NetRexx

Which was the first dynamic language on the JVM? Think you know? Read on!

/* This is a fully documented program */
say 'Hello World!'

In 1995 the NetRexx language was conceived by Mike Cowlishaw of IBM. We have an exact birthday – it was the 10th of December, 1995. Consequently, NetRexx is 17 years old, and this fact makes it the oldest alternative language for the JVM. Mike was involved in porting the Java VM to IBM’s platforms – and the first platform to receive a JVM was OS/2. No blog has enough space to lament OS/2 and the fate that is has met by IBM’s shabby treatment of its own intellectual property and Microsoft’s insincere stance – OS/2, the most important program for the future, does one remember?

Experience shows that it does not help crying over spilled milk, but a straight headed analysis shows that NetRexx and its ancestor Rexx were heavily impacted by the demise of OS/2 by IBM’s own hand. In 1995, by all measures, Rexx was at the top of the world. It was a heavy contender to BASIC and if only for this reason, Microsoft wanted it dead. It is a testament to the intrinsic strength of the Rexx family of languages that it survived the catastrophic series of events that the cancellation of OS/2 and the even lesser known Workplace OS formed. I remember these days vividly: I was scheduled to go to a RedBook writing session in Poughkeepsie when word came that it was all over for Workplace OS. a.k.a. Pink and Blue. Today, we are left with some parts of it, which have been packaged into the International Components for Unicode, and in a bizarre twist of fate, NetRexx has been open sourced using the ICU license.

Because Open Source it is. In the beginning of the nineties, a call for an Object Oriented Rexx became noticeable, and within IBM a project was started to provide one. Called Oryx (for Object Oriented Rexx) in those days, Simon Nash was charged with it, and it produced a Java avant-la-lettre – a collection class library married to a Rexx with an OO-syntax that somehow managed to be compatible to (what, with retroactive continuity, became) Classic Rexx. The Java reference is because the earliest implementations had a bytecode interpreter that predated Java itself a number of years.

In 1995, Mike Cowlishaw did some experimentation to see how a Rexx-like language would behave on the JVM. Some compromises were made to adhere to the JVM’s object model, and for example, the stem notation with dots, an important part of how Classic Rexx defines multidimensional, content-addressed arrays, was dropped, because the dot-notation clashed too much with Java’s method invocation syntax. In its place the indexed string, a notation with square brackets (these were a problem for a long time on EBCDIC producing keyboards) was introduced. Also, all string comparison in NetRexx was to be case insensitive – a feature that Mike always has regretted omitting from Classic Rexx (on the well-meant advice of others).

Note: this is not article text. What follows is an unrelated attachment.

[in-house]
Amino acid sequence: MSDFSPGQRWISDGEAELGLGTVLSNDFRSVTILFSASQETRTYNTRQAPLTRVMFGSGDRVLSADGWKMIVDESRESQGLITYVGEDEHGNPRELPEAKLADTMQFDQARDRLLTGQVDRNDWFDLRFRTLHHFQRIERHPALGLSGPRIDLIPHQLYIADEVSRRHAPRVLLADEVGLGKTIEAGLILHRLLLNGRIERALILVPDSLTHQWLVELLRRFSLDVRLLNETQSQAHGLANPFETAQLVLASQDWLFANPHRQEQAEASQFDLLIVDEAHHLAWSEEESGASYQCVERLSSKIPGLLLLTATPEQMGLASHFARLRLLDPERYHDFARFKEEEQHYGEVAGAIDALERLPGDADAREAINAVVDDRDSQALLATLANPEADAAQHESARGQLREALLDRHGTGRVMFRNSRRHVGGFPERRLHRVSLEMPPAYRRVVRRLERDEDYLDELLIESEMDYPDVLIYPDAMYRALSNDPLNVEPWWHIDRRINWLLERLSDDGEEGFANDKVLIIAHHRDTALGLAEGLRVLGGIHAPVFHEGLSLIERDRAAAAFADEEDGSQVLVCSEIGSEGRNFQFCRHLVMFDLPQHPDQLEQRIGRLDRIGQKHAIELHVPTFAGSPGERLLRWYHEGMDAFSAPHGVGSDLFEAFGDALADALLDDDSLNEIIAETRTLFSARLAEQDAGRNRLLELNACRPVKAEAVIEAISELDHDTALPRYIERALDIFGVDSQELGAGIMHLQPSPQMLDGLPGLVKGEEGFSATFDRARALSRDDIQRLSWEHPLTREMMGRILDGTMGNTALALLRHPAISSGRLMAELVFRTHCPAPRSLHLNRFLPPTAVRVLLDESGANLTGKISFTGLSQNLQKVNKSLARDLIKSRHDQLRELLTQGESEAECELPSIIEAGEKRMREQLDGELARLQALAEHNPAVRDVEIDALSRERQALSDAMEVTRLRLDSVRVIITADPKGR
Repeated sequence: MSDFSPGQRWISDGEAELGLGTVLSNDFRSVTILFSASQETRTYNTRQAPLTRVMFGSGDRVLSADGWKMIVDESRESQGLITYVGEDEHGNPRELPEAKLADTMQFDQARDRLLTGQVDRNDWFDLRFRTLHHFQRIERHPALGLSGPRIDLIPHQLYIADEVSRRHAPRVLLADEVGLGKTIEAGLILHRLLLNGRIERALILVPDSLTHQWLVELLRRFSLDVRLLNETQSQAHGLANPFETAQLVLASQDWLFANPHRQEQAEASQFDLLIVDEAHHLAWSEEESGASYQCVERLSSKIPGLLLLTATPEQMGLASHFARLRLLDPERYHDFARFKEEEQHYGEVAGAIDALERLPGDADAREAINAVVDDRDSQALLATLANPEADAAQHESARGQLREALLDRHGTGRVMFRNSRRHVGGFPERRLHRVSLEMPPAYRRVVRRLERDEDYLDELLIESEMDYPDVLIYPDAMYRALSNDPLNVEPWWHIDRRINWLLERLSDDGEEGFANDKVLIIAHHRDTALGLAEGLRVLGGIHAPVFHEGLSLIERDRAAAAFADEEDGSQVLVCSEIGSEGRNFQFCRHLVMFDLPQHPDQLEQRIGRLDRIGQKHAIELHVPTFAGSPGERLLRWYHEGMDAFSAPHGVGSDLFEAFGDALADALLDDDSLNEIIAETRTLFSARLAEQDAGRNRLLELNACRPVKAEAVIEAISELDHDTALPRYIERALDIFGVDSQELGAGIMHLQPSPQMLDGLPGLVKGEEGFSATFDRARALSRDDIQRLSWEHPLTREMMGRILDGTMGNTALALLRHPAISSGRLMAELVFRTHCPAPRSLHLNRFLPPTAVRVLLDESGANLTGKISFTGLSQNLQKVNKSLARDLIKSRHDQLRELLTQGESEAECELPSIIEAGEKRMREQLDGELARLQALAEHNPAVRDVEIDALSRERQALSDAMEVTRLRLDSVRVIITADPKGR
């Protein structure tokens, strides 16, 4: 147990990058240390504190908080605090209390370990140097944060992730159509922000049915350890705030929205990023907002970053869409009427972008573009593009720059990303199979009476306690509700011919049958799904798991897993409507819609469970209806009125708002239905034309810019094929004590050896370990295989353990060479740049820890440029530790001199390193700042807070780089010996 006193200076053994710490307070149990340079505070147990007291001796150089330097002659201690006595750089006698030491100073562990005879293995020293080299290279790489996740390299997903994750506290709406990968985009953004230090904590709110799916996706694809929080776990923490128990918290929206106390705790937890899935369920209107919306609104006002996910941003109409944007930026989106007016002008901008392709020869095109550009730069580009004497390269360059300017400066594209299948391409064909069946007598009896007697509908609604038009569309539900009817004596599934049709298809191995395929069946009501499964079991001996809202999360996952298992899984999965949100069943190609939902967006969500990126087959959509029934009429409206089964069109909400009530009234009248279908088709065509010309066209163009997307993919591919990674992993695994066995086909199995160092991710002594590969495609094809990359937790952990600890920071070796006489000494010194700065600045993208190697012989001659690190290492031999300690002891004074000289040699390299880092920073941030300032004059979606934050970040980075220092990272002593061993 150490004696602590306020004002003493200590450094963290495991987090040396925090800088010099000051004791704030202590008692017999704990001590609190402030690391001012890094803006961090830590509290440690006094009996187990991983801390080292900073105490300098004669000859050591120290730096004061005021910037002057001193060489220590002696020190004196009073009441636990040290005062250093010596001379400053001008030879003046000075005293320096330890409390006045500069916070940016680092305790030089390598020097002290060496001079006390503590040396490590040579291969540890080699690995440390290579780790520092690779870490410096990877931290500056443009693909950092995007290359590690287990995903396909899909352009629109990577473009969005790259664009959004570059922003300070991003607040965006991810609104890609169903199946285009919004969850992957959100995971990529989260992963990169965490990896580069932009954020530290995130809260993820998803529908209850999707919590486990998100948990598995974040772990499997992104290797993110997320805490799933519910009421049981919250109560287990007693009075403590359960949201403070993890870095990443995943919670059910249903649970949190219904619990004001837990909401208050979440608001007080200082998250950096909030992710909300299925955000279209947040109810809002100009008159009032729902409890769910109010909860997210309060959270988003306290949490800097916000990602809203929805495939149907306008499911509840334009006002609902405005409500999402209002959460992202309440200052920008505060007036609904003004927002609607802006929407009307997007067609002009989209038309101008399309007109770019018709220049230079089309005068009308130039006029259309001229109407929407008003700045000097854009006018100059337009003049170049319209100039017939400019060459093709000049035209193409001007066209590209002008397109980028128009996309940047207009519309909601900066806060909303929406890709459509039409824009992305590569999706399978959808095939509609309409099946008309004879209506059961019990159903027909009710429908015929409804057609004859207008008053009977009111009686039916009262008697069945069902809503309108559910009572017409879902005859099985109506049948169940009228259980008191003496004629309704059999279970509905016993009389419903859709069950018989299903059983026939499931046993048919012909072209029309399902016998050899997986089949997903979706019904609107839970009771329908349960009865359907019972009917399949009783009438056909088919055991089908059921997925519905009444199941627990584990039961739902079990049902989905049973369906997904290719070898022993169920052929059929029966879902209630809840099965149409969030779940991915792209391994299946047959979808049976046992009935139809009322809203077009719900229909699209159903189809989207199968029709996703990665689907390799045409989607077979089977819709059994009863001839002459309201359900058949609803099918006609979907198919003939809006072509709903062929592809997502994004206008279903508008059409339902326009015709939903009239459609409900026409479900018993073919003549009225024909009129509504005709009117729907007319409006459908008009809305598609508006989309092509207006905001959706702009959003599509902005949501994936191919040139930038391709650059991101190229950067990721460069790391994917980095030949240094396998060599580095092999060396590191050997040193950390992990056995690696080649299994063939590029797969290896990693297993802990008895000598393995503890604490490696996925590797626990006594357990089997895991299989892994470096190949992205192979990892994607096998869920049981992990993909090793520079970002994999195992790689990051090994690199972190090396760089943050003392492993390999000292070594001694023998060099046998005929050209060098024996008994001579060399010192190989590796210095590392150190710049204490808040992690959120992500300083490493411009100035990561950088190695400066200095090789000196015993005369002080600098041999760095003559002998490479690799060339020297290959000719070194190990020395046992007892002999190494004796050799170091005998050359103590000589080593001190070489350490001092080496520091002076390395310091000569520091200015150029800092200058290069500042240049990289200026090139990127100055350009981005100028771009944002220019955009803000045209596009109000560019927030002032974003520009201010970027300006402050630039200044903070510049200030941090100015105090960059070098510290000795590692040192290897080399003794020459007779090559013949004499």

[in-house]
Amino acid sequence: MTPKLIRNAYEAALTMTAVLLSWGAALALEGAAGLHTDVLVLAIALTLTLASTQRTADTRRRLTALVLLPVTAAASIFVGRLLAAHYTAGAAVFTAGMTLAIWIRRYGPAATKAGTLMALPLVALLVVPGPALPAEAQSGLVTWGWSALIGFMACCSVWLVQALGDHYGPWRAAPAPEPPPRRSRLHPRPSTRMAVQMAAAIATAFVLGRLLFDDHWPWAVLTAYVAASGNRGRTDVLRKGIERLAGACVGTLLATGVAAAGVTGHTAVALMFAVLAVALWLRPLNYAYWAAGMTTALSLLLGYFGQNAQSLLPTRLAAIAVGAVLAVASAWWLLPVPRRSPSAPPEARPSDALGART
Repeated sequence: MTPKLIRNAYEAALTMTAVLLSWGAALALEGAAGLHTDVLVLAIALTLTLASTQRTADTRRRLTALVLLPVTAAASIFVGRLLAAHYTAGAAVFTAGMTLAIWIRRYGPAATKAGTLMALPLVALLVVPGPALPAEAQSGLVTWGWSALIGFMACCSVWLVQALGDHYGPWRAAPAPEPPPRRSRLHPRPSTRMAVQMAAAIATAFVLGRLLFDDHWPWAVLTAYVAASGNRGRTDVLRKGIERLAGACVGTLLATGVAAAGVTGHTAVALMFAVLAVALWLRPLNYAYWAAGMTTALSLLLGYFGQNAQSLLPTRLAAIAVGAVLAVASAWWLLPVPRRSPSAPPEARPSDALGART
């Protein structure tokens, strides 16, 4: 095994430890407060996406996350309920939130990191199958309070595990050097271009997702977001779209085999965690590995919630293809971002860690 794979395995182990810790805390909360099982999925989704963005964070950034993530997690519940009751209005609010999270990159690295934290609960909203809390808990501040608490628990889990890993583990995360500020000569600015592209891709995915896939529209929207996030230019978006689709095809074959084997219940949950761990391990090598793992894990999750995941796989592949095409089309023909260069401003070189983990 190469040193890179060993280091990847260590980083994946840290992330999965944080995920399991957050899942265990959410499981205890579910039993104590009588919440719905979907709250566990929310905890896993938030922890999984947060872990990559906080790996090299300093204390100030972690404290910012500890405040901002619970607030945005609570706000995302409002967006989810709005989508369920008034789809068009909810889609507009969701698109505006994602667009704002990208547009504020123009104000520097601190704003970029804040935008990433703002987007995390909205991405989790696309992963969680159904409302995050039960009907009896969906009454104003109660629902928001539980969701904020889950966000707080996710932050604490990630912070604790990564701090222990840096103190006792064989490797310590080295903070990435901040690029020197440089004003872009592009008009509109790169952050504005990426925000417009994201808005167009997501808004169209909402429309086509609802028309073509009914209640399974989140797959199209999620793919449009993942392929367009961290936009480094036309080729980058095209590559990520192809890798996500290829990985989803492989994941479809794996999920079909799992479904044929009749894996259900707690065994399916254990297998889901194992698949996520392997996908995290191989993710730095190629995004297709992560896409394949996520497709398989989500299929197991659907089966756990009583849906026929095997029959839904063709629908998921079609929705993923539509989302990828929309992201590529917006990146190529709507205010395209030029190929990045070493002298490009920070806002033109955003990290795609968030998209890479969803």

For the rest, NetRexx is a better Rexx than Rexx itself. In its current form, it is a translator that can compile to .class files, as well as interpret the program in a single shot. Orthogonal to this, there is full-blown application mode, in which the programmer declares all the classes and methods, or scripting mode, in which there is just a number of commands and method invocations specified, and the translator adds all the syntactic ceremony that the Java language requires before compiling or interpreting.

At the essence of NetRexx is the fact that one can write Java classes without all the syntax that is annoying to the programmer that is reared in the non-C tradition. C style syntax has a very paradoxical property, in which terseness has led to ceremonial syntax elements. These are avoided in NetRexx. It has been established that the same program contains up to 40% less lexical elements in NetRexx as compared to Java syntax.

In other respects NetRexx keeps close to Java. As all compiled programs are translated to Java source first, performance has kept up with improvements in the Java hotspot VM architecture. In contrast to Jython and JRuby, there is no performance penalty for unbounded dynamism in the language: one of the early slogans for NetRexx “strong typing without more typing” still is true today.

If you like clean syntax and great performance, you should try NetRexx. Integration with Java class libraries is excellent and transparent. NetRexx is the first alternative language for the JVM, and still the only alternative JVM language that was actually used to implement a part of the JVM runtime in: the bigdecimal library was first written in NetRexx. For the ones that are aware of Mike Cowlishaws’s effort on the part of better handling of decimals by computer(hardware|languages) this is no surprise. The IEEE decimal definition is in large parts equal to the Rexx Language ANSI Standard. It does not get more serious when you care for floating point precision.

With its ancestor Rexx, NetRexx shares the unbounded decimal arithmetic, the TRACE and PARSE statements (study them, and you will be sold), and a set of string functions that was and is still the best on the planet. When this has gotten you interested, know that NetRexx is free and open source, and downloadable from www.netrexx.org. Release 3.02 will be here any day, and it is accompanied by documentation befitting any former IBM product. Currently, there is IDE support for Eclipse, Jedit and Emacs, and since version 3.01 there is no JDK required any more – a JRE will do.

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